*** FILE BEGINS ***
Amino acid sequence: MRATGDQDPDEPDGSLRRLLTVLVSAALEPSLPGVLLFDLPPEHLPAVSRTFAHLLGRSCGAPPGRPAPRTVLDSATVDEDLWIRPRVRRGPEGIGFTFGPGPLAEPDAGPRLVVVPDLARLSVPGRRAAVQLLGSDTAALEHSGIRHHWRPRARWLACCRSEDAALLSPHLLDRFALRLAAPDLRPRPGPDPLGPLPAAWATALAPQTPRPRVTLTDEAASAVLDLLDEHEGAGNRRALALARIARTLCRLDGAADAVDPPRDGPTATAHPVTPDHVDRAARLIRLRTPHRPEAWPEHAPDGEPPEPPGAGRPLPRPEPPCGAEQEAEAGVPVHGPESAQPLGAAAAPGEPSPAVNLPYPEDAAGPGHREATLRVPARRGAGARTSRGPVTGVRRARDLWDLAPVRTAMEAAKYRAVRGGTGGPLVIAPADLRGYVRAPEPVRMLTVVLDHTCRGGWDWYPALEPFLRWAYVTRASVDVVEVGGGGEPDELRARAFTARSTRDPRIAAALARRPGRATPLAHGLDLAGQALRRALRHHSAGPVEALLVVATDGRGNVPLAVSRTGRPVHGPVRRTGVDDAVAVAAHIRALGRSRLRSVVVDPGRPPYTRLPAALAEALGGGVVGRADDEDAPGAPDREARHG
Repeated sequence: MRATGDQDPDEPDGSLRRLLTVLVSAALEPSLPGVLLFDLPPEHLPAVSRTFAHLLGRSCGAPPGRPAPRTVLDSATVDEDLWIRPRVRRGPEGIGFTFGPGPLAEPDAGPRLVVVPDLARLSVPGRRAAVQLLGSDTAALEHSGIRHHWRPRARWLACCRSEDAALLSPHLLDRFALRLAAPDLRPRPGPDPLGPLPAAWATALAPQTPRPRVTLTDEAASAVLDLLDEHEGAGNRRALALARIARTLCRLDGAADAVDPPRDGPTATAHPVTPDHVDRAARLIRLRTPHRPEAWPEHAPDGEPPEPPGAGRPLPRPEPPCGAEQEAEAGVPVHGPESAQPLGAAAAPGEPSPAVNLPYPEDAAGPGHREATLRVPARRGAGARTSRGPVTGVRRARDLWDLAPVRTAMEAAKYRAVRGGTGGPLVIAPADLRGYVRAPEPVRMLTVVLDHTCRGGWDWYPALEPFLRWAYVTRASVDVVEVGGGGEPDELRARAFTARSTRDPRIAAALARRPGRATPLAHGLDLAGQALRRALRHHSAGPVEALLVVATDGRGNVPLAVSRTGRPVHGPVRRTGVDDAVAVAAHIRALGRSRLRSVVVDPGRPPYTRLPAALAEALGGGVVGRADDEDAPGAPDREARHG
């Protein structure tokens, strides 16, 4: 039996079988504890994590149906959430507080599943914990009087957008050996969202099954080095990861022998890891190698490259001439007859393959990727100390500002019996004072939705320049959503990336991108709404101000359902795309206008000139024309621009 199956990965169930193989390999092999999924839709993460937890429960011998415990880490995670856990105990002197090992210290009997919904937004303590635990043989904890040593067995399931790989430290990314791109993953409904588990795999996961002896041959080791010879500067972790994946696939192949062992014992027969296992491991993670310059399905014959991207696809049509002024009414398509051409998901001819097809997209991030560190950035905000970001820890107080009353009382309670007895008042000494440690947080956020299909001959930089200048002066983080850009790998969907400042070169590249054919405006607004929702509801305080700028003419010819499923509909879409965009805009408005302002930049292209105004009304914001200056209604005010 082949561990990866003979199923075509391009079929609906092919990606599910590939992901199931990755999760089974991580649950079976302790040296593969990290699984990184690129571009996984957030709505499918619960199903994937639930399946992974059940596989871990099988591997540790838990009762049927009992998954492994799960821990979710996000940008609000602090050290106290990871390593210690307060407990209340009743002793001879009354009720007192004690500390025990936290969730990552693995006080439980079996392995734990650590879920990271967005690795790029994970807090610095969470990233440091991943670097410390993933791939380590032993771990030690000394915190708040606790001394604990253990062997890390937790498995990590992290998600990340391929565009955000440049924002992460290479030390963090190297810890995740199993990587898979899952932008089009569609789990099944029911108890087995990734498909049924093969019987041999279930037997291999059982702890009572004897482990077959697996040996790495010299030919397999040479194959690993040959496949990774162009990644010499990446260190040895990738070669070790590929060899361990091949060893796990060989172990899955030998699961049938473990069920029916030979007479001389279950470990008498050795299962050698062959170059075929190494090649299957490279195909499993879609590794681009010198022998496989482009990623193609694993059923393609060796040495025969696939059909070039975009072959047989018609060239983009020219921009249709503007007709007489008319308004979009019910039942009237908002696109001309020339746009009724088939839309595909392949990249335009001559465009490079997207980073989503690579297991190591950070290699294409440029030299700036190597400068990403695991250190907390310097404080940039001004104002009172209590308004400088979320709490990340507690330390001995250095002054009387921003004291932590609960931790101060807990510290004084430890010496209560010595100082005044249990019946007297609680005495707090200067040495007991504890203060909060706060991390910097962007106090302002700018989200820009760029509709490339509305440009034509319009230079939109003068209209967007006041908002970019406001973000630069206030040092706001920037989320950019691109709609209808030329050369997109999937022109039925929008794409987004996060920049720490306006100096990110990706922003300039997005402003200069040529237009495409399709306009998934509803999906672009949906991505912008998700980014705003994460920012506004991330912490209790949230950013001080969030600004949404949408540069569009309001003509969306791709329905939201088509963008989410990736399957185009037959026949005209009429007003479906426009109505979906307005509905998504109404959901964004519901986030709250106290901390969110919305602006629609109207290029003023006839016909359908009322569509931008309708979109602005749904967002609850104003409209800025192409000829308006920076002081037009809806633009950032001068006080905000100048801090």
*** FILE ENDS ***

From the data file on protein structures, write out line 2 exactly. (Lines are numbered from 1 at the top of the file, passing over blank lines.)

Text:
Repeated sequence: MRATGDQDPDEPDGSLRRLLTVLVSAALEPSLPGVLLFDLPPEHLPAVSRTFAHLLGRSCGAPPGRPAPRTVLDSATVDEDLWIRPRVRRGPEGIGFTFGPGPLAEPDAGPRLVVVPDLARLSVPGRRAAVQLLGSDTAALEHSGIRHHWRPRARWLACCRSEDAALLSPHLLDRFALRLAAPDLRPRPGPDPLGPLPAAWATALAPQTPRPRVTLTDEAASAVLDLLDEHEGAGNRRALALARIARTLCRLDGAADAVDPPRDGPTATAHPVTPDHVDRAARLIRLRTPHRPEAWPEHAPDGEPPEPPGAGRPLPRPEPPCGAEQEAEAGVPVHGPESAQPLGAAAAPGEPSPAVNLPYPEDAAGPGHREATLRVPARRGAGARTSRGPVTGVRRARDLWDLAPVRTAMEAAKYRAVRGGTGGPLVIAPADLRGYVRAPEPVRMLTVVLDHTCRGGWDWYPALEPFLRWAYVTRASVDVVEVGGGGEPDELRARAFTARSTRDPRIAAALARRPGRATPLAHGLDLAGQALRRALRHHSAGPVEALLVVATDGRGNVPLAVSRTGRPVHGPVRRTGVDDAVAVAAHIRALGRSRLRSVVVDPGRPPYTRLPAALAEALGGGVVGRADDEDAPGAPDREARHG